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im06 - Chapter 12 Managing Liabilities and the Cost of...

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Chapter 12 Managing Liabilities and the Cost of Funds Chapter Objectives 1. Describe the composition and characteristics of bank liabilities. 2. Introduce the Federal Reserve System's Functional Cost and Profit Analysis data. 3. Describe how to estimate the average cost of transactions accounts. 4. Demonstrate how Eurodollar deposits and loans originate. 5. Provide a method for calculating the marginal cost of a single source of bank funds 6. Present an application of the calculation of the weighted-average marginal cost of funds. 7. Describe the usefulness and interpretation of historical cost of funds analysis. 8. Examine the role and impact of Federal deposit insurance. Key Concepts 1. Banks can pay market rates of interest on virtually all deposits except commercial demand deposits. 2. Depositors have become increasingly rate conscious and move their balances between institutions on the basis of relative yields offered. 3. Banks price transactions accounts and small time deposits by requiring minimum balances before paying interest, charging monthly maintenance fees or service charges, and imposing per check charges. 4. Most large transactions handled by banks are settled in immediately available funds, which include collected deposits at banks and deposit balances held at Federal Reserve Banks. 5. Eurodollar deposits are dollar-denominated deposits in banks located outside the United States. They arise when customers open a Eurodollar account outside the U.S., but the deposit is supported by dollar balances at a bank located in the U.S. 6. Bank borrowing from the Federal Reserve discount window takes the form of adjustment credit, seasonal credit, or emergency credit. Only short-term adjustment credit is sensitive to interest rates. Seasonal borrowing is being phased out and regulators are under pressure to reduce emergency credit provided. 7. Average interest costs are based on historical performance. They provide no information as to whether future interest costs will rise or fall. Average costs should be used in evaluating historical performance, but not current pricing decisions. 8. The marginal cost of debt is the effective cost paid to acquire one additional dollar of investable funds. The marginal cost of equity is a measure of the minimum acceptable rate of return required by shareholders. 9. Banks should use marginal costs as inputs in their deposit and asset pricing decisions. 10. The composition and cost of bank funds are closely associated with a banks risk profile. The lower the amount of core deposits, the higher is the cost of funds and the greater is liquidity risk. 11. The FDIC uses either a payout option or purchase and assumption option in handling a failed bank. It is supposed to choose the one that is lowest cost. Under the payout option, uninsured deposits are not paid in full by the FDIC, while uninsured deposits are paid in full under the purchase and assumption option. This creates the potential for discriminatory treatment.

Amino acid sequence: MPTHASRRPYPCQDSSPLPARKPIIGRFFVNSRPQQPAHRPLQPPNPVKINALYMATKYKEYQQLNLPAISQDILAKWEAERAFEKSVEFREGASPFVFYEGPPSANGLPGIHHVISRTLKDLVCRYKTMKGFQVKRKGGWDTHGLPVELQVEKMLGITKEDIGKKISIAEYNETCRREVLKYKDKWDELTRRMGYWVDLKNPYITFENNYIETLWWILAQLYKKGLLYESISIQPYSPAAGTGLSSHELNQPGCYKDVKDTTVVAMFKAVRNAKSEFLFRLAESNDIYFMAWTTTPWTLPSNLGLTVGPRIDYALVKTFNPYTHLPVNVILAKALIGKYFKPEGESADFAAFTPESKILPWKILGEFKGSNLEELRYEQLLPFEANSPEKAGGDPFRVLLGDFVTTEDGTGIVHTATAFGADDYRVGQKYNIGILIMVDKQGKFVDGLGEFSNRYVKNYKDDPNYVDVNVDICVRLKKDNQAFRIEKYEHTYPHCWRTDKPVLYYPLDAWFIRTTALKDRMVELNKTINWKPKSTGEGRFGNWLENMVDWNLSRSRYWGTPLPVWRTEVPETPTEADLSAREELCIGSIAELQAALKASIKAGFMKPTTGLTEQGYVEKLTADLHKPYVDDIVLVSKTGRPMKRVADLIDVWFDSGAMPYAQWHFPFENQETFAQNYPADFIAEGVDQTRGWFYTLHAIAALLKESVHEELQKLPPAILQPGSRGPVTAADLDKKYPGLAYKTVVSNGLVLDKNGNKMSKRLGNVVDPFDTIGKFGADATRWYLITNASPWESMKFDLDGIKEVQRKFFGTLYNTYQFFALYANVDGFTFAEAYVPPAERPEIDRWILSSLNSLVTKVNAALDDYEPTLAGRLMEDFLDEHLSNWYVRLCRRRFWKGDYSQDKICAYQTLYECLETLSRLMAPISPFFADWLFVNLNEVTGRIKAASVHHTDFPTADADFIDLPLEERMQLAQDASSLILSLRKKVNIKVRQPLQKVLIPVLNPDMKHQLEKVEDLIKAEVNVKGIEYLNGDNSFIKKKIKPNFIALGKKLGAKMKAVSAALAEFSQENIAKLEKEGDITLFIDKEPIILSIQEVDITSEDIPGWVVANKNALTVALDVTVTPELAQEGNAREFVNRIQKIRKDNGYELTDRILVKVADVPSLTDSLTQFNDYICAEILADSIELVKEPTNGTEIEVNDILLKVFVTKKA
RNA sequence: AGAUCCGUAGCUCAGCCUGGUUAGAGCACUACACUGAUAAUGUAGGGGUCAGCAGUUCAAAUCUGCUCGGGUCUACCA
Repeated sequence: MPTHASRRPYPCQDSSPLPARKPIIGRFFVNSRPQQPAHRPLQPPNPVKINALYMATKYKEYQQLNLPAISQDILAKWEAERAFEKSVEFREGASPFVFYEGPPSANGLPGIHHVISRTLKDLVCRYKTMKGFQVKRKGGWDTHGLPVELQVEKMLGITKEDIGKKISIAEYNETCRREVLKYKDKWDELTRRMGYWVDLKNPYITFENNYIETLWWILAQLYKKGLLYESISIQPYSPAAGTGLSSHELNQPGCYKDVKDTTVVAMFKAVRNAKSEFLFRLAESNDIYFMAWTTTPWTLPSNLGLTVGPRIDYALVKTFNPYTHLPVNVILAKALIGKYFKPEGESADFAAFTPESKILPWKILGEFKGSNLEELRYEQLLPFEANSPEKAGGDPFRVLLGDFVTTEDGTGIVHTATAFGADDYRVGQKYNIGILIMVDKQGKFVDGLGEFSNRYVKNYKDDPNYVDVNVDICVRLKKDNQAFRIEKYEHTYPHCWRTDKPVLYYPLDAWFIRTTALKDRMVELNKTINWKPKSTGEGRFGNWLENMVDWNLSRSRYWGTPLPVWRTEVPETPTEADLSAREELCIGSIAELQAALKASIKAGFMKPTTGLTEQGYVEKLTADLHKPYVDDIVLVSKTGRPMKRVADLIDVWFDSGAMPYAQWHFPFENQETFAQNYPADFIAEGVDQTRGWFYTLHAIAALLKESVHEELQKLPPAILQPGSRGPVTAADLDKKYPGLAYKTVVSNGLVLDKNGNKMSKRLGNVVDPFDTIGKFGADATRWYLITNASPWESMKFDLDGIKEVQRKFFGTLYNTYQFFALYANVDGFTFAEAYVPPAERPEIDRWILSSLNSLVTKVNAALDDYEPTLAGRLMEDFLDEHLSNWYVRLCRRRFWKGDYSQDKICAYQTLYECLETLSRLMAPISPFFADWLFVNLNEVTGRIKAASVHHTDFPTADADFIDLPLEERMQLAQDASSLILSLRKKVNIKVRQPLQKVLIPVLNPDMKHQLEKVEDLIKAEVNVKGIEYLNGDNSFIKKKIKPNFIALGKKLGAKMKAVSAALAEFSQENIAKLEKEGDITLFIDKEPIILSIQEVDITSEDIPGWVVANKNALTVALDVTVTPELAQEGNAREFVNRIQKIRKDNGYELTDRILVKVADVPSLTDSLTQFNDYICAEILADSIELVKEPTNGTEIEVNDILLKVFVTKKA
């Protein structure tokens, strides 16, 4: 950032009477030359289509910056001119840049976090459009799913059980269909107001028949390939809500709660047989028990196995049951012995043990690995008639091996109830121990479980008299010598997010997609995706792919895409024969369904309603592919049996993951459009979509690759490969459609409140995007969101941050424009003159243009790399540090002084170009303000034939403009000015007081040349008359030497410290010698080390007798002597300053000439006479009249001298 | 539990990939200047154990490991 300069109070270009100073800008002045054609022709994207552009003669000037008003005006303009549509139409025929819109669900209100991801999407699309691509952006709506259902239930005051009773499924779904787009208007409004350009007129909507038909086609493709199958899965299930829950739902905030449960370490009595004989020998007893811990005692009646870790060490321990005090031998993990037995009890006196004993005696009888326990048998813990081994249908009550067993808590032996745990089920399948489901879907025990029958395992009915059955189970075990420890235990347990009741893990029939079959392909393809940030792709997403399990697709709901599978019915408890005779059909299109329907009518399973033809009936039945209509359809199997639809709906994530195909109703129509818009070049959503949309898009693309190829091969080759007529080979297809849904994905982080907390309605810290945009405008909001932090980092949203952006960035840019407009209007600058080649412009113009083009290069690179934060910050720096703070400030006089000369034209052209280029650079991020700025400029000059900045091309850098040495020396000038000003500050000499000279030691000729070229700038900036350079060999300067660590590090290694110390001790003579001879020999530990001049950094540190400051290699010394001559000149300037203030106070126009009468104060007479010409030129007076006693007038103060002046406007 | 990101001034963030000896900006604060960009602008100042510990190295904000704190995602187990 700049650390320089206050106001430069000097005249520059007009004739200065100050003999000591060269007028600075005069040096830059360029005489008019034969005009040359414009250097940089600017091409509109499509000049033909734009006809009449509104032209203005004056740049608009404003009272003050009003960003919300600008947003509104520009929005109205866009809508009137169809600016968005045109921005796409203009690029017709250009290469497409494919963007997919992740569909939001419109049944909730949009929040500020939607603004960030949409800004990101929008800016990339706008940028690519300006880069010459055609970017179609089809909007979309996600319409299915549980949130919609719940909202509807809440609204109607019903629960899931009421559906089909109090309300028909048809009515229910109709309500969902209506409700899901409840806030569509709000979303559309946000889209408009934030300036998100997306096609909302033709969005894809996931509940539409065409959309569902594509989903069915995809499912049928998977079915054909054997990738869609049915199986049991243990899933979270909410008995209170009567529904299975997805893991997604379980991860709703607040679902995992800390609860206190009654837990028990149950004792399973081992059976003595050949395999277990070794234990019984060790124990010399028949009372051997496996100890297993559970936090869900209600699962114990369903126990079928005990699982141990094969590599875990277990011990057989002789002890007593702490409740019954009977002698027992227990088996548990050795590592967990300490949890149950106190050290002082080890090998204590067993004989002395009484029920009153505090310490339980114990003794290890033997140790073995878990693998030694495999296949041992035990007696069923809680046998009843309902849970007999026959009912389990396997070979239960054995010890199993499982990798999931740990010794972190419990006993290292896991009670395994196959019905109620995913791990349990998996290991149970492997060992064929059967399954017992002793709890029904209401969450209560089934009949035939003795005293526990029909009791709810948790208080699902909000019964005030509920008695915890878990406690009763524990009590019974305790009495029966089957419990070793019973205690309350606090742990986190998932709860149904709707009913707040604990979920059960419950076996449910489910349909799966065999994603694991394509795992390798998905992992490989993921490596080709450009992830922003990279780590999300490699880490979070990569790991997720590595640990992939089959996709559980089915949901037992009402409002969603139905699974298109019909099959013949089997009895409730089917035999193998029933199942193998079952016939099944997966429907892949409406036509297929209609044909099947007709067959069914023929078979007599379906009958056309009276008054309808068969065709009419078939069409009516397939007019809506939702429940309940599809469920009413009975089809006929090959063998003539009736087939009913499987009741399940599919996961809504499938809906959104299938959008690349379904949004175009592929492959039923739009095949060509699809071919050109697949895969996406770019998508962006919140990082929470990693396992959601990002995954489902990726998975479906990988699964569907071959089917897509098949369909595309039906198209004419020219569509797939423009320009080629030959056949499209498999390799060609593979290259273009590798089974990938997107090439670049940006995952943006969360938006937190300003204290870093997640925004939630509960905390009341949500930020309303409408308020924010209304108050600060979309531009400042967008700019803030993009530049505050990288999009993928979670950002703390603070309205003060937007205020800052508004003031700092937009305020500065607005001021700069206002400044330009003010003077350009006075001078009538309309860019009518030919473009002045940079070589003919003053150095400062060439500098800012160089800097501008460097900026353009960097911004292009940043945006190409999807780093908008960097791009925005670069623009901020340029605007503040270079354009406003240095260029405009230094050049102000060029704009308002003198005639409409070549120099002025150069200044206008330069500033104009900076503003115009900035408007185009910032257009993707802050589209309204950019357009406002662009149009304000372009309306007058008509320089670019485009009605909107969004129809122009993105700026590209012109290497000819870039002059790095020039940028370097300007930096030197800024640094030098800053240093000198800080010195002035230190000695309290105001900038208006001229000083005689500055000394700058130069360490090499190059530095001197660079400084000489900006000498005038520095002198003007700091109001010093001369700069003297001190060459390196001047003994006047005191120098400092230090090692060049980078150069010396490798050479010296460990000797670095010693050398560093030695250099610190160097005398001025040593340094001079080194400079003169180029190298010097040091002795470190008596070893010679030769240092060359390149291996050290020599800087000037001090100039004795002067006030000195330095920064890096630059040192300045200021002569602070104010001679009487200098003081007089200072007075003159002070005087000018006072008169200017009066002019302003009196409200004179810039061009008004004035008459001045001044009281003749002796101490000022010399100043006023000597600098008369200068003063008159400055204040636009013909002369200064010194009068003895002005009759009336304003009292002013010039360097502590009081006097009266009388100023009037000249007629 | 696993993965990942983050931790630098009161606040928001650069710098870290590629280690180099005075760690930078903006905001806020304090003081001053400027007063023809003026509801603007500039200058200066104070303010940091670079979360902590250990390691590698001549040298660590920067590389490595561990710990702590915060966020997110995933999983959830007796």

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Teaching Suggestions Students enjoy debating the merits of different transactions account pricing schemes. Have them identify the
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